Demographics
The study showed that significant strides were also made by Kerala in improving life expectancy at birth.
  • Monday, May 14, 2018 - 15:16
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Kerala is currently experiencing an advanced demographic transition as the mortality and fertility levels have come down and so migration plays a critical role in shaping the future demographic scenario, said a report released here on Monday.

The report, titled 'Impact of mortality and fertility transitions in Kerala on migration and its implications for state's economy', was put together by a team led by noted demographer S. Irudaya Rajan of the Centre for Development Studies here.

"Kerala was the first Indian state to achieve Infant Mortality Rate (IMR) below 25, in 1989, while the state further reduced the IMR to 10 in 2016. But with an IMR of 34 in 2016, India has a long way to catch up with Kerala," said Rajan.

The study showed that significant strides were also made by Kerala in improving life expectancy at birth.

During 1951-60, the male and female life expectancies at birth for Kerala were 44.2 years and 48.1 years respectively which advanced to 72.2 years and 78.2 years during 2011-15.

"With the significant fall in levels of mortality, the fertility levels have also come down considerably. Kerala was the first Indian state to achieve below replacement level fertility in 1987, while India is yet to achieve this demographic milestone even during 2015-16 while Kerala's Total Fertility Rate (TFR) has further dipped to 1.6," said Rajan.

The combined effect of the reduction in mortality and fertility rates in the state has been a decline in the natural growth rate of the population.

However, the population of Kerala has doubled from 16.9 million in 1961 to 33.4 million in 2011.

In the past six decades since the formation of the state, age-specific growth rates too have significantly declined in line with the overall population growth rates, with an exception of population of 60 years and above.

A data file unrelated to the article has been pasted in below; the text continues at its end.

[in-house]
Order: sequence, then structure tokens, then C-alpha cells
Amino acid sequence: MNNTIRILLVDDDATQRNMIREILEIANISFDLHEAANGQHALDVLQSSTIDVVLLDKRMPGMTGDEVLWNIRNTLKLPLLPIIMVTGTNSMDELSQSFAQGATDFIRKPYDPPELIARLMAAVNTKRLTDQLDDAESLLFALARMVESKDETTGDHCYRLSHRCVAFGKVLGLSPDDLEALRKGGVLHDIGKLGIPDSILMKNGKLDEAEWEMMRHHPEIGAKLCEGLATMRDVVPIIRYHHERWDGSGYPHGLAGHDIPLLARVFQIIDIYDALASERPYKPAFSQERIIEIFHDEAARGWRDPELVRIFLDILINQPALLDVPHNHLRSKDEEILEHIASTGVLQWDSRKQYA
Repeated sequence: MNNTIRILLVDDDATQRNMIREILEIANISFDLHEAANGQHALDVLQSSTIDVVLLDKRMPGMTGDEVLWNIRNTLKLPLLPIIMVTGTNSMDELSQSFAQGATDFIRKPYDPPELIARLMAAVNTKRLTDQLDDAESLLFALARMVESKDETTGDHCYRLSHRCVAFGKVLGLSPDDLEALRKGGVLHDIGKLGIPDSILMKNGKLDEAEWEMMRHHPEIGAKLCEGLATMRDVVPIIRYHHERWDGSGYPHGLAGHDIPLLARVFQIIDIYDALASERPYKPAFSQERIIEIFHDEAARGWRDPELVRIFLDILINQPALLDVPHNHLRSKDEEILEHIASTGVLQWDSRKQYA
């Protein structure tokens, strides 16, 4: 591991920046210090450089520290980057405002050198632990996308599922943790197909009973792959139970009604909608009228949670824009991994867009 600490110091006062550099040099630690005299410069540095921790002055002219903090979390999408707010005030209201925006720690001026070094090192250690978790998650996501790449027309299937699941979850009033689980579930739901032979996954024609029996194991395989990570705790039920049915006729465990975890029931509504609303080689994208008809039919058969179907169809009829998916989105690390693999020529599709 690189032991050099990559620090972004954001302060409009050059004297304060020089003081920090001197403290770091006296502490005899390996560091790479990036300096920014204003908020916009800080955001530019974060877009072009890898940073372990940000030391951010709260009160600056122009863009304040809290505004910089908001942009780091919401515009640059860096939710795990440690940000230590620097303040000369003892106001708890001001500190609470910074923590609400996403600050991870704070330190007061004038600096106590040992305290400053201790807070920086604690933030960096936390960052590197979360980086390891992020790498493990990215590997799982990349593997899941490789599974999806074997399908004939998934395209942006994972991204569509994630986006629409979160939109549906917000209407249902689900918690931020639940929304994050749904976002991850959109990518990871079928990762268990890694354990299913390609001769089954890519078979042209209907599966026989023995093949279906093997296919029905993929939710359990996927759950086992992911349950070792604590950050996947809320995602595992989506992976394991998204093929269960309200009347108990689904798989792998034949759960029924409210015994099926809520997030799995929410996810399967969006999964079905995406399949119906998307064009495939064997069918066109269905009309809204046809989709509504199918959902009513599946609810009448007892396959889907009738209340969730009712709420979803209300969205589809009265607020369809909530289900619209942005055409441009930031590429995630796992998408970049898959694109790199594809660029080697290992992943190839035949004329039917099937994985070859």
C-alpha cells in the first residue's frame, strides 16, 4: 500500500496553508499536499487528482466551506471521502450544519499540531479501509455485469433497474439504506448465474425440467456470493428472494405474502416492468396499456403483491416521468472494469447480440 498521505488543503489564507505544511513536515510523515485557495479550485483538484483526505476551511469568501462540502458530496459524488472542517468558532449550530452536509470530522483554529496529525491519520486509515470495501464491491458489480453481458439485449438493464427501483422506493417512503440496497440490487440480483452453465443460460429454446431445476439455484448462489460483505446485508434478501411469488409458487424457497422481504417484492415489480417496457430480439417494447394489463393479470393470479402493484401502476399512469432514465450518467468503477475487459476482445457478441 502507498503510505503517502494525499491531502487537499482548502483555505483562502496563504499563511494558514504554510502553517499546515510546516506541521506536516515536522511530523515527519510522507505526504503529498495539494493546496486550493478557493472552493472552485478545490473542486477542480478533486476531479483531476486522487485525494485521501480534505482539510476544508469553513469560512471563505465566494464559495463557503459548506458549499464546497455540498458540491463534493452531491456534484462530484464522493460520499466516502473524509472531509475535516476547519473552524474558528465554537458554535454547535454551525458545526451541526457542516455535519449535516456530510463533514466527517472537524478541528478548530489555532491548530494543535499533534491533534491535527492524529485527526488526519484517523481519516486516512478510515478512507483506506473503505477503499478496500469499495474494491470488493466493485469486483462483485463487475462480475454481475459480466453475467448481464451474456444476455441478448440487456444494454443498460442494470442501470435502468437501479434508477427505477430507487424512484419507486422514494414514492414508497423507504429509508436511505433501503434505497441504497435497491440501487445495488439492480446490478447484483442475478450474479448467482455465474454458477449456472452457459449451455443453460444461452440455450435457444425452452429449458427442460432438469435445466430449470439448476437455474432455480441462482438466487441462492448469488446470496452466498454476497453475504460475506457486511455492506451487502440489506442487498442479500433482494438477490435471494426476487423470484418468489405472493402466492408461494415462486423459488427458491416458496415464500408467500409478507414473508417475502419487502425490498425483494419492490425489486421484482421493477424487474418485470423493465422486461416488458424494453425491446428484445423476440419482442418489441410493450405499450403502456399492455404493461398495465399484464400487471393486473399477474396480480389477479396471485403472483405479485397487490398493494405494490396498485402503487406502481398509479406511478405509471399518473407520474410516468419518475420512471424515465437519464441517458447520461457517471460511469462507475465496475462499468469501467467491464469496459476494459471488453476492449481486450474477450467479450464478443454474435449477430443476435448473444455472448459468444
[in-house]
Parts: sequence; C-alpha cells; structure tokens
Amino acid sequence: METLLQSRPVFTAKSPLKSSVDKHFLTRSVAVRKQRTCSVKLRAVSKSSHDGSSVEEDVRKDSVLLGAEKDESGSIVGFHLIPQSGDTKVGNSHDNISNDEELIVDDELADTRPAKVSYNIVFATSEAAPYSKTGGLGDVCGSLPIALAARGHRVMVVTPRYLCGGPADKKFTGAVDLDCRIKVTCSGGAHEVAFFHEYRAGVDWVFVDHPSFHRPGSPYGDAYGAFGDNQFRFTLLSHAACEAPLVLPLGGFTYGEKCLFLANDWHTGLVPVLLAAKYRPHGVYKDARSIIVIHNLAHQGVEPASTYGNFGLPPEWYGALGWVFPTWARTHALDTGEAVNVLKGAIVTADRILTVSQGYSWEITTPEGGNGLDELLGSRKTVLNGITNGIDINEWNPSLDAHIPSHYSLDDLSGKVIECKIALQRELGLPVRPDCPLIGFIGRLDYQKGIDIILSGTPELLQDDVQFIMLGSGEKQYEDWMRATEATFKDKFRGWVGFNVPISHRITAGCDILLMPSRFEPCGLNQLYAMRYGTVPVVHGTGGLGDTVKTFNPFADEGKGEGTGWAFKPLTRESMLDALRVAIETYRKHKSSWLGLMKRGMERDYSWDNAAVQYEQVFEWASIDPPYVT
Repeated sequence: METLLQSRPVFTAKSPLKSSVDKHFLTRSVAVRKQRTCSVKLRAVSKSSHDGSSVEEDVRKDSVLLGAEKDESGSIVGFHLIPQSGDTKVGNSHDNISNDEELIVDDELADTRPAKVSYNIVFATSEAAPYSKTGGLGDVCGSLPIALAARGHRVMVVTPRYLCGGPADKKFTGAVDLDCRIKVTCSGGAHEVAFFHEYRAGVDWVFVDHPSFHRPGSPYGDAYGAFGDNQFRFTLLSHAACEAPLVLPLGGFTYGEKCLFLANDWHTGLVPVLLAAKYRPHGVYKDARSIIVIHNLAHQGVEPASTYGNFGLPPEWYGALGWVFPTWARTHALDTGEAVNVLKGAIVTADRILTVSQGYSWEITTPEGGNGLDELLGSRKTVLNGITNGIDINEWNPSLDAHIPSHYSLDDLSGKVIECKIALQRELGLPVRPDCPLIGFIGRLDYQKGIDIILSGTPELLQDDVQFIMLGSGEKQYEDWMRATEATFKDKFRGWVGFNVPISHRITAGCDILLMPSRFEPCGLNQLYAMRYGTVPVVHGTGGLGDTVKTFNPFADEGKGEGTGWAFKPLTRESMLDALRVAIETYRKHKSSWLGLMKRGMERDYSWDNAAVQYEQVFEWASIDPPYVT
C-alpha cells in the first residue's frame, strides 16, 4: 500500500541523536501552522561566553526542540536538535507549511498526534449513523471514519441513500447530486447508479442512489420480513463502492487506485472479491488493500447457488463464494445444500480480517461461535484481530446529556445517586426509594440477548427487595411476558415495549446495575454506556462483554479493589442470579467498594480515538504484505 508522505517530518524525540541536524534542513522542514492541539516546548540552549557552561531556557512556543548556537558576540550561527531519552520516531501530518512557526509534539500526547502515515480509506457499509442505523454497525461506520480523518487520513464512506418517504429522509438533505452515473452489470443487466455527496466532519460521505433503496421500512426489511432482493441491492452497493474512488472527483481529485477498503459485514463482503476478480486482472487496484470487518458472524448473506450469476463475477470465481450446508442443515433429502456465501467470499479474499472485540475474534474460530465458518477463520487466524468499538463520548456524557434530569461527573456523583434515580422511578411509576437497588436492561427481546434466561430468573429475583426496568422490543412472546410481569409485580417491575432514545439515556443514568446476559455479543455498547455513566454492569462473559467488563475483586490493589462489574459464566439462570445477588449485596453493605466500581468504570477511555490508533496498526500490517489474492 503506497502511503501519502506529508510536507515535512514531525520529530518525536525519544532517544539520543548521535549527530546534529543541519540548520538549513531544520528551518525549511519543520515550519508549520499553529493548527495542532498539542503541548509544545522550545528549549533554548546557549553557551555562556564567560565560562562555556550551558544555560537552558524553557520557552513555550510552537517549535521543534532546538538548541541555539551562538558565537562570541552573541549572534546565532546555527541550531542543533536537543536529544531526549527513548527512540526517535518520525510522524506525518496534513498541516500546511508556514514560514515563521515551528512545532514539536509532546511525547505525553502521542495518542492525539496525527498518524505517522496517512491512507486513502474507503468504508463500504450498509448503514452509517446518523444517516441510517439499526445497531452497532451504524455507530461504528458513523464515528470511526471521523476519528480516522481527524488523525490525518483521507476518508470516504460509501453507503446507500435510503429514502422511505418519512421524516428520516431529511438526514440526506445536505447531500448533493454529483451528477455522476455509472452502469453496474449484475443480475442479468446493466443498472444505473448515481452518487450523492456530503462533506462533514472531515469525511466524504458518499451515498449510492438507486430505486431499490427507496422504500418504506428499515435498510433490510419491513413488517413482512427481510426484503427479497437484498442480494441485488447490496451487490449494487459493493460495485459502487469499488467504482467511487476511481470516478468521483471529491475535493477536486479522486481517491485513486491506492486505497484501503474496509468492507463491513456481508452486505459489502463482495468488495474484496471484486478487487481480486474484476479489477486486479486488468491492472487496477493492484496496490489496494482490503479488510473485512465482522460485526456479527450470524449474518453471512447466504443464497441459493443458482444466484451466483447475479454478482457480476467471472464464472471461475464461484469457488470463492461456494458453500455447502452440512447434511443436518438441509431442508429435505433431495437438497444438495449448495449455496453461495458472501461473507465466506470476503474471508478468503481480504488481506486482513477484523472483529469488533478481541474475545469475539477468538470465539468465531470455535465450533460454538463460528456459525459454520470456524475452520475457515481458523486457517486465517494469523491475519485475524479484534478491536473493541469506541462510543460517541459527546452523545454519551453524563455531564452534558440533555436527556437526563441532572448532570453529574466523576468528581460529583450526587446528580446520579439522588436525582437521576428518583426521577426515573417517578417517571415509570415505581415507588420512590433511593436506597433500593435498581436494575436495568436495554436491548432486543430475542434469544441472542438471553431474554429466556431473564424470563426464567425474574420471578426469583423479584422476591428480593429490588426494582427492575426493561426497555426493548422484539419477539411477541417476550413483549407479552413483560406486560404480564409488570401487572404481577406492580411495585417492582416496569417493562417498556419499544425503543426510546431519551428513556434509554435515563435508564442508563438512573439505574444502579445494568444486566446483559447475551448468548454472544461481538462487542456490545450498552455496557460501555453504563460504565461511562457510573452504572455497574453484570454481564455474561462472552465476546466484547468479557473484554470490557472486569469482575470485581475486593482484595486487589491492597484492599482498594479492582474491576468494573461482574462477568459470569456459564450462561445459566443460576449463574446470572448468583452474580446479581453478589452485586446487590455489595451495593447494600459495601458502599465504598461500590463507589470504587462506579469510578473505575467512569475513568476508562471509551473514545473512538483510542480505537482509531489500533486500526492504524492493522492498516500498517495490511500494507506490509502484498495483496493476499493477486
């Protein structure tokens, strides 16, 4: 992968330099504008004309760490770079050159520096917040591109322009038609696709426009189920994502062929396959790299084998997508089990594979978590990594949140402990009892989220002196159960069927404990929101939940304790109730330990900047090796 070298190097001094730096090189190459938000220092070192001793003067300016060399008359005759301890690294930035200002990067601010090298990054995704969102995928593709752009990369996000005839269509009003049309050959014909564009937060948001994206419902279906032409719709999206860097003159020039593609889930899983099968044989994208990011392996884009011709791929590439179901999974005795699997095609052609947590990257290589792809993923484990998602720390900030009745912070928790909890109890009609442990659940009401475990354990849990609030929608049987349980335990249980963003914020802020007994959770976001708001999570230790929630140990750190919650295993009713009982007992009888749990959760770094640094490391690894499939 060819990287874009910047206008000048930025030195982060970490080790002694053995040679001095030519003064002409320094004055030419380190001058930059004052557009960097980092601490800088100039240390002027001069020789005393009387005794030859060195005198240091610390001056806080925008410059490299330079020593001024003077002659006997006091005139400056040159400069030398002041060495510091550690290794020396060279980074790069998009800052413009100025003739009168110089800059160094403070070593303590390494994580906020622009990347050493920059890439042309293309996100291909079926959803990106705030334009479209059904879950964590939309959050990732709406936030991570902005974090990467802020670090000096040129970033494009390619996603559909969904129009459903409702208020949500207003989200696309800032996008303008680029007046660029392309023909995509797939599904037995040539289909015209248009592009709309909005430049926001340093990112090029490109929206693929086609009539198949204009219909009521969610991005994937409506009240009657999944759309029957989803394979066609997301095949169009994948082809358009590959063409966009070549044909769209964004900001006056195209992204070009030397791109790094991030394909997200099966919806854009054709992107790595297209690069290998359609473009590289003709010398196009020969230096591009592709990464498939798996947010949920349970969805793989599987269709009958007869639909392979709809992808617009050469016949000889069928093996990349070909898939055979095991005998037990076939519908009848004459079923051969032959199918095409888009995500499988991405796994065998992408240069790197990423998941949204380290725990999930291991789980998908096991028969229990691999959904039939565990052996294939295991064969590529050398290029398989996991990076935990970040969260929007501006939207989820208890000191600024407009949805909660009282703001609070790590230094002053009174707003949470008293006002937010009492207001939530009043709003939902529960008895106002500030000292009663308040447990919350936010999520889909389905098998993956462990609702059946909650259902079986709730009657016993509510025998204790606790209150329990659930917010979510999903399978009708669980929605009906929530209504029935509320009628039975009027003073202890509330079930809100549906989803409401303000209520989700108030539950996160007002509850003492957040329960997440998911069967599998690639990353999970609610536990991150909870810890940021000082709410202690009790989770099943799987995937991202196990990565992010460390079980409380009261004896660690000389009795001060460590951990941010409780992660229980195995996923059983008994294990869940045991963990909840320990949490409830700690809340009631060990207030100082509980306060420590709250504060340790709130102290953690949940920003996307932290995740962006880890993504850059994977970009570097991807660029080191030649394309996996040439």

The study pointed out that negative growth rates were observed in the case of young population (0-14 years) during the past three decades.

Rajan said the mortality and fertility changes accompanied by a host of social determinants facilitated this inward and outward migration.

International migration from Kerala was initially directed towards a few South Asian countries.

By 1960, Keralites found a place in the British colonies such as Malaysia and Singapore, countries in the African region and had also moved to developed countries in North America and Western Europe.

The oil boom in the Middle East triggered heavy migration from Kerala to countries in this region. The number of international migrants peaked during 2013 with 2.4 million migrants from Kerala living outside the country and then declined to 2.2 million in 2016.

During 1961-81, most of the migrants from Kerala moved within India as there was a significant outflow of persons from Kerala to Mumbai, Chennai, Kolkata, Delhi and other states.

"As a consequence, there will be a further decline in the international migration from Kerala to the traditional destinations. The ageing of the population and decline in the number of people in the migration-prone age groups are also likely to accentuate this downward trend.

"The rate of growth of Kerala's native population will start declining within a decade or so. The fertility and mortality indicators of the native population have already reached near saturation levels. Migration is the only component that can significantly alter the emerging population scenario in Kerala," said Rajan.